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United States Department of Agriculture

Agricultural Research Service

Research Project: CHARACTERIZATION AND ENHANCEMENT OF PLANT RESISTANCE TO WATER-DEFICIT AND THERMAL STRESSES Title: Regulated Expression of an Isopentenyltransferase Gene (IPT) in Peanut Significantly Improves Drought Tolerance and Increases Yield Under Field Conditions.

Authors
item Qin, Hua -
item Gu, Qiang -
item Zhang, Junling -
item Sun, Li -
item Kuppu, Sundaram -
item Zhang, Yizheng -
item Burow, Mark -
item Payton, Paxton
item Blumwald, Eduardo -
item Zhang, Hong -

Submitted to: Plant Cell Physiology
Publication Type: Peer Reviewed Journal
Publication Acceptance Date: September 1, 2011
Publication Date: September 15, 2011
Citation: Qin, H., Gu, Q., Zhang, J., Sun, L., Kuppu, S., Zhang, Y., Burow, M., Payton, P.R., Blumwald, E., Zhang, H. 2011. Regulated Expression of an Isopentenyltransferase Gene (IPT) in Peanut Significantly Improves Drought Tolerance and Increases Yield Under Field Conditions.. Plant Cell Physiology. vol52(11)1904-1914.

Interpretive Summary: Drought and heat are major environmental factors that limit agricultural productivity. Decreased availability of arable land for agricultural production, increased water demand for urban use, and declining aquifer levels are the primary constraints placed on food and fiber production now and in the foreseeable future. These issues are compounded by climate change predicitions of increased temperature and rainfall variability in the major agricultural regions of the world, particularly the semi-arid southwestern U.S. The major task facing the scientific community is providing food and clothing to the increasing global population, and doing so on marginal lands using fewer imputs. To meet these needs, innovative strategies must be developed to increase both drought- and heat-tolerance for crops. The objective of this study was to test whether regulated over-expression of isopentenyltransferase (IPT), a key gene in cytokinin biosynthesis, conferred enhanced abiotic stress tolerance in peanut. Our results here show that IPT-expressing plants produce more biomass under reduced irrigation in both glasshouse and field conditions, as well as slightly increased pod yield under field conditions. We propose that the increase in productivity is due to a maintenance of photosynthesetic activity in the trangenic plants compared to the non-expressor and wild-type plants. While these data are preliminary, it is hypothesized that regulated expression of IPT could be one method to significantly improve crop performance under water-limited production schemes.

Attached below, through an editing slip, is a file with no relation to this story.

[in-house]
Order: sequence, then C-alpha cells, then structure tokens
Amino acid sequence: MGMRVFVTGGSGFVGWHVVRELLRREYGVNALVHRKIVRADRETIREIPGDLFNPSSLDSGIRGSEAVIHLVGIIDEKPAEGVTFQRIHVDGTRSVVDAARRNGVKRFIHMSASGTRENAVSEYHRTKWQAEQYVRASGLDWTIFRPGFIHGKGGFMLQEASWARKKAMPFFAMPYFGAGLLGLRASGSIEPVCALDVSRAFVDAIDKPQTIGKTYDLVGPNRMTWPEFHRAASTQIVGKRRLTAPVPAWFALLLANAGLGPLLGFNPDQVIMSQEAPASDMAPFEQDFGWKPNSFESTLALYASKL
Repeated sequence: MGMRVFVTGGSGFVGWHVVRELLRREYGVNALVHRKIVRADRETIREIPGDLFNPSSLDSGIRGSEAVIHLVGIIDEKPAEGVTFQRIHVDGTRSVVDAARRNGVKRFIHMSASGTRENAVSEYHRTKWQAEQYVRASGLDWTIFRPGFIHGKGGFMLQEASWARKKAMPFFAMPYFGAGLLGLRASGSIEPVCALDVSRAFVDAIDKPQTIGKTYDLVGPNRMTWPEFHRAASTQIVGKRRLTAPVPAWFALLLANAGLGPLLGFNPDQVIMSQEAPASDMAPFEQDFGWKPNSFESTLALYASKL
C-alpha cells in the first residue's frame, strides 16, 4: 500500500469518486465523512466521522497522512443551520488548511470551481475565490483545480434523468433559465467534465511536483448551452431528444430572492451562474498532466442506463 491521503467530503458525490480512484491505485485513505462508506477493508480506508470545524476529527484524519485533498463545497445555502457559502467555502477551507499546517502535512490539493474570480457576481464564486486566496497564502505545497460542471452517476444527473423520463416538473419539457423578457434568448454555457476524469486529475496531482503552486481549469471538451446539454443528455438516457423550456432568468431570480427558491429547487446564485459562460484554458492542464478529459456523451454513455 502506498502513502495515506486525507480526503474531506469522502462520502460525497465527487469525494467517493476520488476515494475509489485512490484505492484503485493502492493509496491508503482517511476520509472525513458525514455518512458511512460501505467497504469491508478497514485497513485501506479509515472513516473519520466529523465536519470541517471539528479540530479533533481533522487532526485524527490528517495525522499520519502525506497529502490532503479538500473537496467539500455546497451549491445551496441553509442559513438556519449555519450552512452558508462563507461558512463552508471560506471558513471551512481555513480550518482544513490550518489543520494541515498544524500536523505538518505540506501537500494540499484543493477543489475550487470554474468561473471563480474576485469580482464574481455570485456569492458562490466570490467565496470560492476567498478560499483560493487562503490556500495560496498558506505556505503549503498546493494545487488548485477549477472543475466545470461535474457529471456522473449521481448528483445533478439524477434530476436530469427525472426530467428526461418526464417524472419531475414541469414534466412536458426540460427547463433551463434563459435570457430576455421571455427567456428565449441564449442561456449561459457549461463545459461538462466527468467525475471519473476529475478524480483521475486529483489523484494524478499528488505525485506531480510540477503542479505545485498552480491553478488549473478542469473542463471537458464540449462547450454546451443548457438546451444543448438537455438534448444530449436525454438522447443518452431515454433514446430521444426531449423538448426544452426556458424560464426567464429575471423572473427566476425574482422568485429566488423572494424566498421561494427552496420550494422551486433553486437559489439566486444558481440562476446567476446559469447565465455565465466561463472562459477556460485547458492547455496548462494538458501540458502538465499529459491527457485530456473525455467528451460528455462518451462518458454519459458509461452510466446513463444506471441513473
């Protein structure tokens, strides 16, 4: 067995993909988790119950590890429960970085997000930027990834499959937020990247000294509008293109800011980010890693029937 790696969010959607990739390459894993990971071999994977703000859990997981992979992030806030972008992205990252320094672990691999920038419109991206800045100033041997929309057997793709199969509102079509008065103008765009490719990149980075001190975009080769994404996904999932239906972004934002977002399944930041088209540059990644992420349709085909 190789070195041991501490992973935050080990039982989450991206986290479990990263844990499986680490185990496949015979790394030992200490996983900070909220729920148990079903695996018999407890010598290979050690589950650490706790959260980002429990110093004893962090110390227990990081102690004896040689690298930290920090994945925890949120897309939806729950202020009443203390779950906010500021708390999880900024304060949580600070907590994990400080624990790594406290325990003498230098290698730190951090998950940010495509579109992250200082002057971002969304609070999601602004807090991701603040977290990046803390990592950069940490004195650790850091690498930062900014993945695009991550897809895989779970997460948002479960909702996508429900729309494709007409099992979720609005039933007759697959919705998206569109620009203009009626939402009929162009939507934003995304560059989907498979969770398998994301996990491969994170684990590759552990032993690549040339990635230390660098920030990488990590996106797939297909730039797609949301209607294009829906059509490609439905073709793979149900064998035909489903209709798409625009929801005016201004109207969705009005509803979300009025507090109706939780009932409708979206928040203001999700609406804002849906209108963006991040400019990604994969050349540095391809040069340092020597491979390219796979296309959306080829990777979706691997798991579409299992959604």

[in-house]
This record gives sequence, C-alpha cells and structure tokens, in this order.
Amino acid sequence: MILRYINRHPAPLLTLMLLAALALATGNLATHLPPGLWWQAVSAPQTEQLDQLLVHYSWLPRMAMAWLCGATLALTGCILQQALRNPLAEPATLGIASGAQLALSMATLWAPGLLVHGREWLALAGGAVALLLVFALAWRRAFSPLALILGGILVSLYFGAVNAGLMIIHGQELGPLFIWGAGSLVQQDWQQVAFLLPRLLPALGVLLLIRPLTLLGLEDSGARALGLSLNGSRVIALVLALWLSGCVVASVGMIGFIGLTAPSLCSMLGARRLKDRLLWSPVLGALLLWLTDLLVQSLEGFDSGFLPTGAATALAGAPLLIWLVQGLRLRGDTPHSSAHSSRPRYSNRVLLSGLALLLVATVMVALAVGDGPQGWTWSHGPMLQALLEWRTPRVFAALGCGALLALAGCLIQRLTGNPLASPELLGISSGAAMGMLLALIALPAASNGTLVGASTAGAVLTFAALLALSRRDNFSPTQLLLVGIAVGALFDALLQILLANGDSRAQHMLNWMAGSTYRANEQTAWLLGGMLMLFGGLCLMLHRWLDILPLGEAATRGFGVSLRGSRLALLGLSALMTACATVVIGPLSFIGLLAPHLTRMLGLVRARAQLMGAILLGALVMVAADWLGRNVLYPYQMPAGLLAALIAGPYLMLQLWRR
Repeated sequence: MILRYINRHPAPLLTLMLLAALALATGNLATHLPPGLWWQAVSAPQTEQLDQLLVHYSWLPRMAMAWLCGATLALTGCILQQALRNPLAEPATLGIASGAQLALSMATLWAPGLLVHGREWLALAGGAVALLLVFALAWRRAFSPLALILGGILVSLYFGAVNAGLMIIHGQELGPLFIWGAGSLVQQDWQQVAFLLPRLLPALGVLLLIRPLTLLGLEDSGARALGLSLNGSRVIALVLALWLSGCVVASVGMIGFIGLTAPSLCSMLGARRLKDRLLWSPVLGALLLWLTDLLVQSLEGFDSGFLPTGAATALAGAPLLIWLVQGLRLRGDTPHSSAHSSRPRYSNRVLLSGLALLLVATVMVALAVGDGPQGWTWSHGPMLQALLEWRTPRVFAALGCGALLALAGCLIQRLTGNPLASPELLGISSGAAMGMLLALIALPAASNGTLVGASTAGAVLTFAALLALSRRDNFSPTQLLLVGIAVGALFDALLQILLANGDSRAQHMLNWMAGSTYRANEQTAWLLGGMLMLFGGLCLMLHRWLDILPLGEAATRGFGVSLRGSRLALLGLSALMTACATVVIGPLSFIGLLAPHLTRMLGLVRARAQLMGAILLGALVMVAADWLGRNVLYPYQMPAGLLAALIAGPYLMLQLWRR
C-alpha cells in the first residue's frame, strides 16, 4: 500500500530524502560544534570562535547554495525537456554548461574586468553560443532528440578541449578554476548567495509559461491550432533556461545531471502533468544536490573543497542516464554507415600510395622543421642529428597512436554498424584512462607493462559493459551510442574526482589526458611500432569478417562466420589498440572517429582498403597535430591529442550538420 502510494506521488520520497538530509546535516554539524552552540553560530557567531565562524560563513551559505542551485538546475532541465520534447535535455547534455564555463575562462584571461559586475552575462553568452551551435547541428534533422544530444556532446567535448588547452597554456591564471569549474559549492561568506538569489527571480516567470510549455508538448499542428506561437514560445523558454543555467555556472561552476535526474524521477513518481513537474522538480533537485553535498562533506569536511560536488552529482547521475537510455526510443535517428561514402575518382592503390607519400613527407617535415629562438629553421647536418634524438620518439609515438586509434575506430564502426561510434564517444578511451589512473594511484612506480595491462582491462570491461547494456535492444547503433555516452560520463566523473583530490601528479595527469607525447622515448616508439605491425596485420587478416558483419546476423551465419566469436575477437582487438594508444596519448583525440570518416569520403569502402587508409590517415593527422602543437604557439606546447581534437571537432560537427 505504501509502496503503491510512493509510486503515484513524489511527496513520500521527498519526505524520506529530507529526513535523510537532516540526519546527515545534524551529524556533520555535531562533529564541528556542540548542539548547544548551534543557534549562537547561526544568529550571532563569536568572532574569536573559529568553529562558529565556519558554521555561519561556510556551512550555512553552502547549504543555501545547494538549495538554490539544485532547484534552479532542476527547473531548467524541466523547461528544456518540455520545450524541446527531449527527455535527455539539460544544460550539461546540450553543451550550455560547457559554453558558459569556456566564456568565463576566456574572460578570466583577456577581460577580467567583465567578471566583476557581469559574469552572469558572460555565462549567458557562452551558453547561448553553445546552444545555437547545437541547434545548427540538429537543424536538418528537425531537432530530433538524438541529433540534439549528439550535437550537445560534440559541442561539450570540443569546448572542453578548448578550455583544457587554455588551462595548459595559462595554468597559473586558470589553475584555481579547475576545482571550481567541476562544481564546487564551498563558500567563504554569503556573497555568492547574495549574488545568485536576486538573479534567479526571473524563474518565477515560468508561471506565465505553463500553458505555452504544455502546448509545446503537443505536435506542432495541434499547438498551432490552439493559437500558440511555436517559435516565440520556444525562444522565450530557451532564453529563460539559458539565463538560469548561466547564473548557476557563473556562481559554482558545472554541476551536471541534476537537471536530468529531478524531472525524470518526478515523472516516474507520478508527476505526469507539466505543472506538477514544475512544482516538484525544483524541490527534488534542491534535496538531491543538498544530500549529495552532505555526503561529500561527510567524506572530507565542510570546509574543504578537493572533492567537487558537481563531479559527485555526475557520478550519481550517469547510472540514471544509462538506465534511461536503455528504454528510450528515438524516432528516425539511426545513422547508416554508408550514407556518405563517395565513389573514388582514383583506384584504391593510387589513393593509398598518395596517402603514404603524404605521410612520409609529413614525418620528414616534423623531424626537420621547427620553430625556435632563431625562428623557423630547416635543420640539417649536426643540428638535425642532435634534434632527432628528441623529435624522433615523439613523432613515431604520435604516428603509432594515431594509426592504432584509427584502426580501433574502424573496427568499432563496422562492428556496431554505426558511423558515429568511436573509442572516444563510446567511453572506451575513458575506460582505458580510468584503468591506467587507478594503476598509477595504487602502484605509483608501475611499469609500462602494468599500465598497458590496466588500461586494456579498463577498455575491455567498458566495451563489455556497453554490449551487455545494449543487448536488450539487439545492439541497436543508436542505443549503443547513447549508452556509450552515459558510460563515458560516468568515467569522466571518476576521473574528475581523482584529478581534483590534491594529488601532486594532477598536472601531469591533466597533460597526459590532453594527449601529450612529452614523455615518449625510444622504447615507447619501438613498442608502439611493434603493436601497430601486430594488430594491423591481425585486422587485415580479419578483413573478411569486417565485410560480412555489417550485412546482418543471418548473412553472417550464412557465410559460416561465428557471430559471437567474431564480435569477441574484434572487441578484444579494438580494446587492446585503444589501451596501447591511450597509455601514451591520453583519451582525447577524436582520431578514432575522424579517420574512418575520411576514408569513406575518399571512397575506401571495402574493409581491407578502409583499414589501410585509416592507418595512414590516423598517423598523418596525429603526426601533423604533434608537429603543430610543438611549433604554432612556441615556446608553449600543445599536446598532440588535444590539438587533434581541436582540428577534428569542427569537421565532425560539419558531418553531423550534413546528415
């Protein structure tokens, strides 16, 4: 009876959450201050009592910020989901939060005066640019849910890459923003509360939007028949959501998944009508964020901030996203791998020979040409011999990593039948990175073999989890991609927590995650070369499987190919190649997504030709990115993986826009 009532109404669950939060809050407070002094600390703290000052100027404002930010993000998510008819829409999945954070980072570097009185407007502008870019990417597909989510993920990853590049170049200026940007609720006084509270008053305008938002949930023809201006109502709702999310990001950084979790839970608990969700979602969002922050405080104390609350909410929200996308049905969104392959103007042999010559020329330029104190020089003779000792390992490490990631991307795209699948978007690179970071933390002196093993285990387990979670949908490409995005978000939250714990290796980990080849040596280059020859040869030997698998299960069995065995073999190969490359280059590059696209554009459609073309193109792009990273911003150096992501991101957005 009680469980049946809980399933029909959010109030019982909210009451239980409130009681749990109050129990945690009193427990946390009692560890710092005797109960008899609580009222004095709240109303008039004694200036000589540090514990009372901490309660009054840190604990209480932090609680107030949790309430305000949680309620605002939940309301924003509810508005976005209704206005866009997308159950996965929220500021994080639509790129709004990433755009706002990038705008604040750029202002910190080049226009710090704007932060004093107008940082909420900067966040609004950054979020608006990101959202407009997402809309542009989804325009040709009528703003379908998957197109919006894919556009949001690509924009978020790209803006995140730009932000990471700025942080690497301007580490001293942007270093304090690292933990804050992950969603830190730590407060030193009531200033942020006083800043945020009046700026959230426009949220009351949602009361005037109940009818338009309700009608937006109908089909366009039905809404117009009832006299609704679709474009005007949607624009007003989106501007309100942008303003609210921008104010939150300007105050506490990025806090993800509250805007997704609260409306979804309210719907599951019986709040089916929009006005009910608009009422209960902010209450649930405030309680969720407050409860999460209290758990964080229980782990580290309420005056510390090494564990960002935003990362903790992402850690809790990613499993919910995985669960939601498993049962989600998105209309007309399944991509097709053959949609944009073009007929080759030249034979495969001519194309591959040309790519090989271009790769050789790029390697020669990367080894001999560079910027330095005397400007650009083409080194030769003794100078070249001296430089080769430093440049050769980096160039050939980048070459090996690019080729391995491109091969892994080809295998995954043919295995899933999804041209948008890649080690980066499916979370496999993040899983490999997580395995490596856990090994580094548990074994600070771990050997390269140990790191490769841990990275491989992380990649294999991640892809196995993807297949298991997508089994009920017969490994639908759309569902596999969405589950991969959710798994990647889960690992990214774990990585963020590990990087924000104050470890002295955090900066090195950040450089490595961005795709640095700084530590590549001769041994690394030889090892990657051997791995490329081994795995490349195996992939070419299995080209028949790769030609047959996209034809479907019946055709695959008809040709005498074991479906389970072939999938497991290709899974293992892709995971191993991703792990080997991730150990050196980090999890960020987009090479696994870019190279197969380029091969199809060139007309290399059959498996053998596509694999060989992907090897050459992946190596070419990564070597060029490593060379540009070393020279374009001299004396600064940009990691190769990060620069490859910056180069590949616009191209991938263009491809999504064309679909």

Technical Abstract: Isopentenyltransferase (IPT) is a critical enzyme in the cytokinin biosynthetic pathway. The expression of IPT under the control of a maturation- and stress-induced promoter was shown to delay stress-induced plant senescence that resulted in an enhanced drought tolerance in both monocot and dicot plants. This report extends the earlier findings in tobacco and rice to peanut (Arachis hypogaea L.) an important oil crop and protein source. Regulated expression of IPT in peanut significantly improved drought tolerance in both laboratory and field conditions. Transgenic peanut plants maintained higher photosynthetic rates, higher stomatal conductance and higher transpiration that wild-type control plants under reduced irrigation conditions. More importantly, transgenic peanut plants produced significantly higher yields than wild-type control plants in the field, indicating a great potential for the development of crops with improved performance and yield in water limited areas of the world.

Last Modified: 10/31/2014
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